Before it was ravaged by war decades ago, the Beirut Hippodrome was the only place to bet on horse races in the entirety of the Middle East.
Around 1,500 horses were kept at the stables around the racecourse of the Beirut Hippodrome before 1975.
The arena, which covers 200,000 square meters, experienced its golden age in the 1960s. This was a time when the central district of Beirut would vibrate from the impact of the hooves on the racecourse and the loud cheering of the eager betters.
Two 15-horse races were held at the Hippodrome every week and an average of $500,000 in wagers was collected on a weekly basis; it was one of the busiest racetracks in the world.
King Paul of Greece, King Abdulaziz of Saudi Arabia, the Shah of Iran, and the presidents and officials who visited Lebanon, would all attend the Hippodrome whenever they were in Beirut and experience the thrilling races.
The Beirut Hippodrome was a very prestigious site and one of the renowned attractions at the heart of the “Paris of the Middle East.”
It had a glorious run up until the Lebanese Civil War came about in 1975, when that national treasure became a neutral ground where combatants would occasionally meet up.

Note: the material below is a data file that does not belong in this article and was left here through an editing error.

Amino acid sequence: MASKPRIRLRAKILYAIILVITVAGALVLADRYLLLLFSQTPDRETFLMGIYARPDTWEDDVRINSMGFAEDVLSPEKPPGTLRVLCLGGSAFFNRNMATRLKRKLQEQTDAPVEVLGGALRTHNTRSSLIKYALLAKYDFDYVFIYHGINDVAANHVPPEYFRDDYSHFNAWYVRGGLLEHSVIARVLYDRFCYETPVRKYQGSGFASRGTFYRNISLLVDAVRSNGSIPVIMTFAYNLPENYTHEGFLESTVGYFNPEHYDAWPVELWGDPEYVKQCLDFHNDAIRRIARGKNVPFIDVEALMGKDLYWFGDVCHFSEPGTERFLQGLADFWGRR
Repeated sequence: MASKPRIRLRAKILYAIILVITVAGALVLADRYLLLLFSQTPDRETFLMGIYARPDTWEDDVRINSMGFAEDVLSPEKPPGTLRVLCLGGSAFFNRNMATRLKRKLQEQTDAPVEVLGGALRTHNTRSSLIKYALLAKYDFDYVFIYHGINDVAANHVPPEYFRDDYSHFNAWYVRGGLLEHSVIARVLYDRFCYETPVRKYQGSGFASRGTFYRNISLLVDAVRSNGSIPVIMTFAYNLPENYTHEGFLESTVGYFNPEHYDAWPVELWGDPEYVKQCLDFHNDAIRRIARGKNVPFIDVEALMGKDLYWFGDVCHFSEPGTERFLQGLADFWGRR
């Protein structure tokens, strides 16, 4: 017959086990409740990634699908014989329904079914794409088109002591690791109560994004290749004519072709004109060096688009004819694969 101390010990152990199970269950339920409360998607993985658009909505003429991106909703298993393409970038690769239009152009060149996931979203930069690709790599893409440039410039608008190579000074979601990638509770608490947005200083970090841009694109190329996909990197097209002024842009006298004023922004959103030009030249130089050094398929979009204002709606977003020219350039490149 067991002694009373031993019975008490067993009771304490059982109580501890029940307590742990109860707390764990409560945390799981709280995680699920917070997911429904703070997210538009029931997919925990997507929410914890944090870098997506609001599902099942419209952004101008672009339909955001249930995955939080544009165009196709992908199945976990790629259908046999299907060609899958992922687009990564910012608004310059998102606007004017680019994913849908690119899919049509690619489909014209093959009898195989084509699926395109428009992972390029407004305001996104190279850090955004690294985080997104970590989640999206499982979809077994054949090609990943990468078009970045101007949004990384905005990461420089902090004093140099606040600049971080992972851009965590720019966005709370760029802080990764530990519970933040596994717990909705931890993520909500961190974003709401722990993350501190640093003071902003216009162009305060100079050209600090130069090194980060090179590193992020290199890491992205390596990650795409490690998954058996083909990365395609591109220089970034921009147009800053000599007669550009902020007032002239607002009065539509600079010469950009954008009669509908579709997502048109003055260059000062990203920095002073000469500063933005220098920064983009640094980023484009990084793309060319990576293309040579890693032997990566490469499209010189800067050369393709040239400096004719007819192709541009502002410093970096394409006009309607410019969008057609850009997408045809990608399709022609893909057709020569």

“Militia fighters used to shoot at each other all week and meet here on Sunday to place their bets,” trainer Ali Ahmed Seif Eddine told Naharnet. According to the same source, militia leaders would even meet in a secret hall under the Hippodrome’s stands.
Throughout the war, especially during the 1982 Israeli invasion, the landmark withstood considerable damage and some of the horses were killed by either illness or the crossfire. Much less than half remain today.
The Beirut Hippodrome never really recovered ever since, and no more than a few hundred people attend the Sunday race nowadays.